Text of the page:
September 5, 2016
The film follows child videogame champion turned electronics installation technician Sam Brenner (Adam Sandler), whose childhood friend Will (Kevin James) grew up to become President of the United States. When aliens arrive on Earth and challenge the planet to a war based around 1980s videogames, Will enlists Sam and some other videogame enthusiasts to help save the day and protect the human race.
Or something like that. To be honest the plot is irrelevant, because there's a good chance that by the time it develops you will have lost the will to live.
And here's the thing: it's easy to pick on Adam Sandler movies. Critics hate them - Punchdrunk Love not included - because they are populist, lowbrow entertainment, and critics generally have more sophisticated and complex tastes than that. Sandler is low-hanging fruit: if critics have to sit through one of his films, by God they are going to at least get some satisfaction in tearing that film to pieces. The thing is I actually enjoy a lot of Sandler's films. Ask me about Happy Gilmore, or The Wedding Singer, or Big Daddy, and I will have some relatively appreciative things to say. I also think that, when he puts his mind to it, Sandler is a reasonably good actor. Punchdrunk Love remains his stand-out film, but even in an otherwise middling film like Men, Women and Children he's proved himself to be a solid actor when he cares.
A lack of caring is one of the things that kills Pixels. It used to be that there were two kinds of Adam Sandler character. You had angry Sandler, a character I actually had a lot of time for, and whose films I tended to enjoy to a certain extent, and you had idiot Sandler, a character whose persona I found akin to fingernails on a blackboard. These days you can also add bored Sandler: a third persona where Sandler the actor knows that what he is making is not as good as he could make it, but he's essentially given up and taken the pay cheque. You can see bored Sandler in his eyes. They silently scream at the viewers from behind the scenes, begging for their forgiveness. 'I know,' they admit, 'I know. Forgive me. I have a Hollywood lifestyle to maintain, but I am just so tired. I don't have it in me any more, but they keep offering me money.'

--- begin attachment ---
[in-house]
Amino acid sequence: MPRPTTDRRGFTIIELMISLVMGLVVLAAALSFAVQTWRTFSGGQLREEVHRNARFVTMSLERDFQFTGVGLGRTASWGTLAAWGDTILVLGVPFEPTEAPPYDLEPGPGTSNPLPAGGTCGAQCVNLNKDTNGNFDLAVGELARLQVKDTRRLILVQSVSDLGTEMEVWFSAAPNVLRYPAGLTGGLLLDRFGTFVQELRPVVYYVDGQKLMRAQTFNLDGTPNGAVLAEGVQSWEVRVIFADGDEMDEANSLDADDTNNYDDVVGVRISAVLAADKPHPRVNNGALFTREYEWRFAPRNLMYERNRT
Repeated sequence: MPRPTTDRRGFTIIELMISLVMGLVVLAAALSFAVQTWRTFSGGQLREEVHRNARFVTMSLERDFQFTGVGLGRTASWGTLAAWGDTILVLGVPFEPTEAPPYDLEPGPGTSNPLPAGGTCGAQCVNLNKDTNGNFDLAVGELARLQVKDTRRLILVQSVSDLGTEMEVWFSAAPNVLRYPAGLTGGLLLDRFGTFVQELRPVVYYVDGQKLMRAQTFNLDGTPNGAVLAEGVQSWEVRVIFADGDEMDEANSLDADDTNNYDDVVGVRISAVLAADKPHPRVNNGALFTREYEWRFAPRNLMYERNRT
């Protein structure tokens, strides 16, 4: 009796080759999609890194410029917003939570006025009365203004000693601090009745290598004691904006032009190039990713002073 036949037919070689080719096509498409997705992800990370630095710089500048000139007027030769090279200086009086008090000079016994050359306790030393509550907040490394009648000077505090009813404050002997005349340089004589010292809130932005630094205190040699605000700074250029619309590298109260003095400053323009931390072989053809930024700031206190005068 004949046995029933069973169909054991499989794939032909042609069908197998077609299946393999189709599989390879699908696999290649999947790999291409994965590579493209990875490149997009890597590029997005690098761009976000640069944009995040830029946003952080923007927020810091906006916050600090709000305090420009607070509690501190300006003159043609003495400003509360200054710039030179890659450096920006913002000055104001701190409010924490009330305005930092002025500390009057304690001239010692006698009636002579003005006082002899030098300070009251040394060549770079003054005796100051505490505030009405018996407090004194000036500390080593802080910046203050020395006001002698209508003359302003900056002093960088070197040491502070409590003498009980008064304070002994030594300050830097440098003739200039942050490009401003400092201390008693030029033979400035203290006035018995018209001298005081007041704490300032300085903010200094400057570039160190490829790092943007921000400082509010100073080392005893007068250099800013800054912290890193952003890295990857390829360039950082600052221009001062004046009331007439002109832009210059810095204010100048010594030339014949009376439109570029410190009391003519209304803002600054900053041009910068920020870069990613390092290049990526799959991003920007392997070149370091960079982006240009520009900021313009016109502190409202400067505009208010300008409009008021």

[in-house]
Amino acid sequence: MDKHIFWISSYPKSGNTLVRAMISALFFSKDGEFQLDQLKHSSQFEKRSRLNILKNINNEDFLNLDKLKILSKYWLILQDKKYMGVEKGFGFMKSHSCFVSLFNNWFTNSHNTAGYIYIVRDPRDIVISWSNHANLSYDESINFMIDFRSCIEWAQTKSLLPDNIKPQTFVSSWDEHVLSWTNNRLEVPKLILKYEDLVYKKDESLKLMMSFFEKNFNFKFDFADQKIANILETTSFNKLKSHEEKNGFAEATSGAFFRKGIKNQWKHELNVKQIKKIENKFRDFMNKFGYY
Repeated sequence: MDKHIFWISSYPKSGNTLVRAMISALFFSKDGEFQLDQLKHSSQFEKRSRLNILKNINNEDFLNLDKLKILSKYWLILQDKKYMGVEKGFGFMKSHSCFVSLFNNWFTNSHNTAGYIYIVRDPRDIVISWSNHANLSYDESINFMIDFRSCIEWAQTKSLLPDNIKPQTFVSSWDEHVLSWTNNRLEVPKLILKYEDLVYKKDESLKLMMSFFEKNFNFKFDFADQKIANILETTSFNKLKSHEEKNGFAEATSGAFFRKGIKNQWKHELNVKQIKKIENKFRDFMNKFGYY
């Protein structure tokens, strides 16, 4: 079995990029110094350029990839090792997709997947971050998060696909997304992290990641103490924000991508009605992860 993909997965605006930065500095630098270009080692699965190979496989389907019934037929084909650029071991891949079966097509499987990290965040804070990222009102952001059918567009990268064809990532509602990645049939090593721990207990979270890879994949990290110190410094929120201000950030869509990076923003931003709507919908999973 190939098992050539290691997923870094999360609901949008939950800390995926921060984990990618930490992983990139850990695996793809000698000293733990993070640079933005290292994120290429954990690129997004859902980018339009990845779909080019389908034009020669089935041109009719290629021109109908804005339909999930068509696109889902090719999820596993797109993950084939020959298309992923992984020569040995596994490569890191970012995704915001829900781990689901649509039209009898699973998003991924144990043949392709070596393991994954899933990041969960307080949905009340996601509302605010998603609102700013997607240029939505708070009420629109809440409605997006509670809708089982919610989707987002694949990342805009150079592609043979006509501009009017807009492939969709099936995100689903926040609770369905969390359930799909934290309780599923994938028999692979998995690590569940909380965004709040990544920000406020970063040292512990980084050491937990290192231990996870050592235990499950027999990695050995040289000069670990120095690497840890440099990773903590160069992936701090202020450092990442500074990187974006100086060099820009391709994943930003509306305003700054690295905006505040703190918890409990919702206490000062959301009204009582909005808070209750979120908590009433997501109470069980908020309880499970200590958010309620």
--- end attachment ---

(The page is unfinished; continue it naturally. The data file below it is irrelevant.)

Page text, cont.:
Sandler doesn't get much assistance coming from Kevin James, a sitcom star whose inexplicable ability to continue scoring feature rules stands in sharp contrast to his weird lack of comic ability. Co-star Josh Gad tries his best, but he's saddled with both a tremendously unfunny character and the voice of Olaf the snowman from Frozen. Michelle Monaghan is supposed to be playing an intelligent, pro-active military officer, but really she is only in the movie to look pretty and to fall in love with Sandler's character. Sandler's eyes scream boredom and apologies. Monaghan's scream with a desire to fire her agent, and gnaw off her own arm to get out of the shoot.
The only actor who genuinely appears to be having fun is Peter Dinklage as the over-confident and brash videogames champion Eddie Plant, who is a thinly-veiled parody of real-life Donkey Kong champion Billy Mitchell. Dinklage throws himself into the part with the enthusiasm of a man that knows he is in a piece of garbage and figures he can therefore say and does as he likes. It is a long-running tradition of quality actors in terrible films, and while he is not quite up to the standard of Jeremy Irons in Dungeons & Dragons or Richard E. Grant and Sandra Bernhardt in Hudson Hawk, he is still the one thing saving the film from becoming a total waste of time.
In terms of production, the film is competent without excelling in any way. Director Chris Columbus makes a habit of this. He clearly knows how to point a camera, but he lacks an original bone in his body and he cannot recognise bad writing. It is telling that his two Harry Potter films were the worst of the eight, and while he has directed a couple of fun movies - Adventures in Babysitting remains a personal favourite - his resume is littered with the Hollywood dead: Bicentennial Man, Nine Months, Stepmom and Percy Jackson and the Olympians are all bad films, and yet Hollywood studios keep re-employing him again and again.
To the film's mild credit, some of the jokes work. Many of them do not. Many of the good jokes are ruined by subsequent riffs and expansions on that joke. Critically, what jokes that do work are spaced so widely apart that the film simply swallows them beneath long stretches of tedious boredom. There is a good and rather fun idea at the heart of Pixels, but the production never properly finds it - and now it can't go looking for it again, because the concept has been wasted.